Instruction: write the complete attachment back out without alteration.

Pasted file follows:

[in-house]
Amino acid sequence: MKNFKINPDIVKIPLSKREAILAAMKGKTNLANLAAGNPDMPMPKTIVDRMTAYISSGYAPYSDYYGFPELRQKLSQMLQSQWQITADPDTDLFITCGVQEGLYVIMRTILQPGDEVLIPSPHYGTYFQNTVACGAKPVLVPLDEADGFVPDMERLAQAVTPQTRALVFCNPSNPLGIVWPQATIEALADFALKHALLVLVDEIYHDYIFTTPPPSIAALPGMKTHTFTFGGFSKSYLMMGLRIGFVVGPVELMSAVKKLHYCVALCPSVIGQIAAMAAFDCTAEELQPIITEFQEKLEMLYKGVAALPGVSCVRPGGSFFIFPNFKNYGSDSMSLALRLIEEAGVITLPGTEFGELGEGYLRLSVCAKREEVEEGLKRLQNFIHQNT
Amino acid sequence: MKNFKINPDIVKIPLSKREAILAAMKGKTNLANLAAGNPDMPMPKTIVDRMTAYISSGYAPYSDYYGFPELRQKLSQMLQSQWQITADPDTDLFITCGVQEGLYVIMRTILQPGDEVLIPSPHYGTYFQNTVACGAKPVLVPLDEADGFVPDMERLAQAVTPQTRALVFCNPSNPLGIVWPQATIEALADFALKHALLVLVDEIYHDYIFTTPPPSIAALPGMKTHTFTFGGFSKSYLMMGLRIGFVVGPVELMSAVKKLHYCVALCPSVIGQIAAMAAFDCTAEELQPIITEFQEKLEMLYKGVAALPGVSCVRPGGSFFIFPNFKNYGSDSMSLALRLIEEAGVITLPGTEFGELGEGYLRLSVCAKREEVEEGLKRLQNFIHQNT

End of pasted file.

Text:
[in-house]
Amino acid sequence: MKNFKINPDIVKIPLSKREAILAAMKGKTNLANLAAGNPDMPMPKTIVDRMTAYISSGYAPYSDYYGFPELRQKLSQMLQSQWQITADPDTDLFITCGVQEGLYVIMRTILQPGDEVLIPSPHYGTYFQNTVACGAKPVLVPLDEADGFVPDMERLAQAVTPQTRALVFCNPSNPLGIVWPQATIEALADFALKHALLVLVDEIYHDYIFTTPPPSIAALPGMKTHTFTFGGFSKSYLMMGLRIGFVVGPVELMSAVKKLHYCVALCPSVIGQIAAMAAFDCTAEELQPIITEFQEKLEMLYKGVAALPGVSCVRPGGSFFIFPNFKNYGSDSMSLALRLIEEAGVITLPGTEFGELGEGYLRLSVCAKREEVEEGLKRLQNFIHQNT
Amino acid sequence: MKNFKINPDIVKIPLSKREAILAAMKGKTNLANLAAGNPDMPMPKTIVDRMTAYISSGYAPYSDYYGFPELRQKLSQMLQSQWQITADPDTDLFITCGVQEGLYVIMRTILQPGDEVLIPSPHYGTYFQNTVACGAKPVLVPLDEADGFVPDMERLAQAVTPQTRALVFCNPSNPLGIVWPQATIEALADFALKHALLVLVDEIYHDYIFTTPPPSIAALPGMKTHTFTFGGFSKSYLMMGLRIGFVVGPVELMSAVKKLHYCVALCPSVIGQIAAMAAFDCTAEELQPIITEFQEKLEMLYKGVAALPGVSCVRPGGSFFIFPNFKNYGSDSMSLALRLIEEAGVITLPGTEFGELGEGYLRLSVCAKREEVEEGLKRLQNFIHQNT